On Friday, a resolution by the UN General Assembly was passed effectively declaring access to a clean and healthy environment as a fundamental human right. The resolution calls on international organizations and business enterprises to increase efforts to ensure everyone has access to a clean environment.
UN Secretary-General Antonio Guterres praised the decision noting the resolution shows how member states can join together in the fight against the triple planetary crisis — which refers to the issues of climate change, pollution and biodiversity loss.
“The resolution will help reduce environmental injustices, close protection gaps and empower people, especially those that are in vulnerable situations, including environmental human rights defenders, children, youth, women and indigenous peoples”, Guterres said in a statement.
The resolution was in the works for years
The first time the mention of establishing a resolution recognizing environmental rights was back in 1972 at the United Nations Conference on the Environment in Stockholm.
The conference ended with a historic declaration on topics such as economic growth in developing countries, the pollution of air, water and the ocean and the well-being of people across the globe.
In almost identical wording, UN Member States wrote that everyone has a fundamental right to “an environment of a quality that permits a life of dignity and well-being,” later calling upon the recognition of this right and the need for action.
After decades of work from nations at the forefront of climate change disaster, the right was finally recognized by the Human Rights Council in October of 2021.
Following this recognition, the Human Rights Council called upon the UN General Assembly to follow suit which led to an official declaration of environmental rights as a human right on Friday.
What does the resolution entail?
The resolution was originally presented by a number of nations including Costa Rica, the Maldives, Morocco, Slovenia, and Switzerland last June, and now has the support of over 100 countries.
The original text states the right to a healthy environment is related to existing international law and affirms that its promotion requires the full implementation of multilateral environmental agreements.
Alongside acknowledging environmental rights, the resolution mentions briefly the impacts of climate change, of unsustainable management and (mis-)use of natural resources as well as the pollution of land, air and water, poor management of chemicals and waste and the loss of biodiversity.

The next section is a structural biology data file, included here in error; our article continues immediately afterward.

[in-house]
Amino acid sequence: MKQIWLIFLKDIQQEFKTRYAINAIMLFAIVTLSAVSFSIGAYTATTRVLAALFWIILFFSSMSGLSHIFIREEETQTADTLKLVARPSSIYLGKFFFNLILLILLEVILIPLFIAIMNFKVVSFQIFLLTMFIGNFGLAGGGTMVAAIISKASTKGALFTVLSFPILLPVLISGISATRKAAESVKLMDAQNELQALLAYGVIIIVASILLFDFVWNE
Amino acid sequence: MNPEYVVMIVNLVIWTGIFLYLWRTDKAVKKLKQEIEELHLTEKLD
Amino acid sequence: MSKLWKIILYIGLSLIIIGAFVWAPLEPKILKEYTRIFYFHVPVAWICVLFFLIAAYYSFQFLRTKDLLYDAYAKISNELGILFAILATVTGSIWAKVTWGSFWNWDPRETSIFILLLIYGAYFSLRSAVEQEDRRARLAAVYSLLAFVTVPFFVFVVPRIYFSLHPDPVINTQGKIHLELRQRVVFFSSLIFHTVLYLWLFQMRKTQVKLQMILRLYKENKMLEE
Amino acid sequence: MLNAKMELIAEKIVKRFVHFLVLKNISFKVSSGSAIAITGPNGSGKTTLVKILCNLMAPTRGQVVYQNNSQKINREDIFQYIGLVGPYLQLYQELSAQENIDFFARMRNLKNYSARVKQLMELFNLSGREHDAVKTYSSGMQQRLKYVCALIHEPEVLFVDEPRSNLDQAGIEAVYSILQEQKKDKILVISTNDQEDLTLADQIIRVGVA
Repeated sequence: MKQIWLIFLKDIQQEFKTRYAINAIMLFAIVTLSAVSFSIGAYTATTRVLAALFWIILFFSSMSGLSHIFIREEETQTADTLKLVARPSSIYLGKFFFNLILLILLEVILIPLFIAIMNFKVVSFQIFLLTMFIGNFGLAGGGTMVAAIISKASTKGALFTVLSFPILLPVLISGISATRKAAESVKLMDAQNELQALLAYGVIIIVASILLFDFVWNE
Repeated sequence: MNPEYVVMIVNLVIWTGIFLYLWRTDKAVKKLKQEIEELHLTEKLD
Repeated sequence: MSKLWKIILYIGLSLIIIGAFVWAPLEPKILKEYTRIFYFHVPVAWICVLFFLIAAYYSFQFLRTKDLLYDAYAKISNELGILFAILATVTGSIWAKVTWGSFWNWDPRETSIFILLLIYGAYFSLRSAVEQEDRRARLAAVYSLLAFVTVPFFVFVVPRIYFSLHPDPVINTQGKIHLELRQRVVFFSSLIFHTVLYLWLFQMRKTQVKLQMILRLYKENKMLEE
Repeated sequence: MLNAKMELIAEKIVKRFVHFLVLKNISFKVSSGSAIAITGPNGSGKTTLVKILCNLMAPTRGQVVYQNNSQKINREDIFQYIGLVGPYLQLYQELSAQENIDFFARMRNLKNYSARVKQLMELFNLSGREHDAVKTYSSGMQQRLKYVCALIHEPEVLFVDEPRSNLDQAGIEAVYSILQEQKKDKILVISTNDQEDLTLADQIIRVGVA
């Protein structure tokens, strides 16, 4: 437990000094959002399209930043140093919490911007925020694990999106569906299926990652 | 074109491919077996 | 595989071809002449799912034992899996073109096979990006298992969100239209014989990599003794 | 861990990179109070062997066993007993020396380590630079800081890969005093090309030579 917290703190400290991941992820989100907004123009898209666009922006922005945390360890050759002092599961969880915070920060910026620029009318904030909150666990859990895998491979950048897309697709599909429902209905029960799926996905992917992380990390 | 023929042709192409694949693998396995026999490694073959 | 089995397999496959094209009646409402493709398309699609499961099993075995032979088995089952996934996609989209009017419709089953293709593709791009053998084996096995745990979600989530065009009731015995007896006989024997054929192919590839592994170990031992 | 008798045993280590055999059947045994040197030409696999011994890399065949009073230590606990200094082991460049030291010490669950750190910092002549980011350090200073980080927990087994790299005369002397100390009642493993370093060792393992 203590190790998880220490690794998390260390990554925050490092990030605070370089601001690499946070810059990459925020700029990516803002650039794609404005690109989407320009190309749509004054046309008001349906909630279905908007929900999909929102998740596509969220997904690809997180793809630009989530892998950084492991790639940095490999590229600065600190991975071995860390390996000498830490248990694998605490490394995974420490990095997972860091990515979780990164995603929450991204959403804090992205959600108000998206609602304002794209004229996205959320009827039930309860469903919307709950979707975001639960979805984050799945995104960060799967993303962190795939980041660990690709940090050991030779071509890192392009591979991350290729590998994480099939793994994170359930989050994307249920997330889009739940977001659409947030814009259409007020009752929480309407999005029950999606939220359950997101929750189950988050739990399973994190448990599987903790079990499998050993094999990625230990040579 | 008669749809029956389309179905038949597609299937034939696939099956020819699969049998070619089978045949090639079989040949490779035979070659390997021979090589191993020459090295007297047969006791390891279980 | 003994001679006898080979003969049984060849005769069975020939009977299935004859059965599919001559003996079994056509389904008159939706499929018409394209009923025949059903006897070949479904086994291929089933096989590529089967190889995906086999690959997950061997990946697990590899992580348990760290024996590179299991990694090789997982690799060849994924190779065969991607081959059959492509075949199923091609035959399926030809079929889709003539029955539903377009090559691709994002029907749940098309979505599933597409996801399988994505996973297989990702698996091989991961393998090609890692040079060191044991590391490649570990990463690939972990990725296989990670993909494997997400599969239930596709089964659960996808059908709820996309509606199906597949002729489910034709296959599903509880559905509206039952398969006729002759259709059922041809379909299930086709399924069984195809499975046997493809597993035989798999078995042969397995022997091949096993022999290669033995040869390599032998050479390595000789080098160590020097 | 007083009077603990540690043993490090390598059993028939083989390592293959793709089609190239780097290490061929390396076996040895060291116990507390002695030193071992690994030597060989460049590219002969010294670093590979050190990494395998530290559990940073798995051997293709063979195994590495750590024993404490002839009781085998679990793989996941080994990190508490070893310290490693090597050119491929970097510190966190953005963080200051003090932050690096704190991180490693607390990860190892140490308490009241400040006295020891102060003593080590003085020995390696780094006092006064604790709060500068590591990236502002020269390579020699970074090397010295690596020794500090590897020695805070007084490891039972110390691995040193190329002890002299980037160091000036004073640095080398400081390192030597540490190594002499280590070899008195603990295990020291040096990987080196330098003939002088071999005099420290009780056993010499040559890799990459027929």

By addressing the plethora of environmental issues, the text attempts to link these issues as an attack on our fundamental human rights — that environmental damage has mass negative implications, both direct and indirect to our human rights.
Elated over the decision’s future implications, UN Special Rapporteur on Human Rights and the Environment David Boyd is convinced the resolution will change the framework of international human rights laws.
“Governments have made promises to clean up the environment and address the climate emergency for decades but having a right to a healthy environment changes people’s perspective from ‘begging’ to demanding governments to act” Boyd said.
The declaration is supposed to get nation’s and citizens’ attention as well as encourage citizens to hold their governments accountable when they feel their environmental human rights have been wronged.
However, the declaration is not legally binding, thus meaning nations don’t actually have to comply with the UN.
From the start, several nations had abstained from recognizing these rights including China, the Russian Federation, Belarus, Cambodia, Iran, Syria, Kyrgyzstan and Ethiopia.
Russia’s abstention was a given since it is a petrostate at war, presently engaged in massive environmental destruction in Ukraine – not to mention the human tragedy this involves.
China’s abstention comes as a surprise as they could have voted and joined the effort, but clearly they prefer siding with Russia on this, which is a matter of concern. As to the other countries, this was to be expected since they have all shown support for Russia’s war in Ukraine at one point or another.
Despite several nations refusing to take action, the UN’s resolution to recognize an environmental right has certainly sparked a climate change revolution bound to make noise and garner the attention of other countries across the globe.
Perhaps the most important achievement is that it places the environmental right firmly in the framework of human rights and international law — and once there, is bound to become stronger and impossible to dislodge.
Editor’s Note: The opinions expressed here by the authors are their own, not those of Impakter.com – In the Featured Photo: Picture of a mountain range on May 28, 2006. Source: Elisa Bracco, Flickr.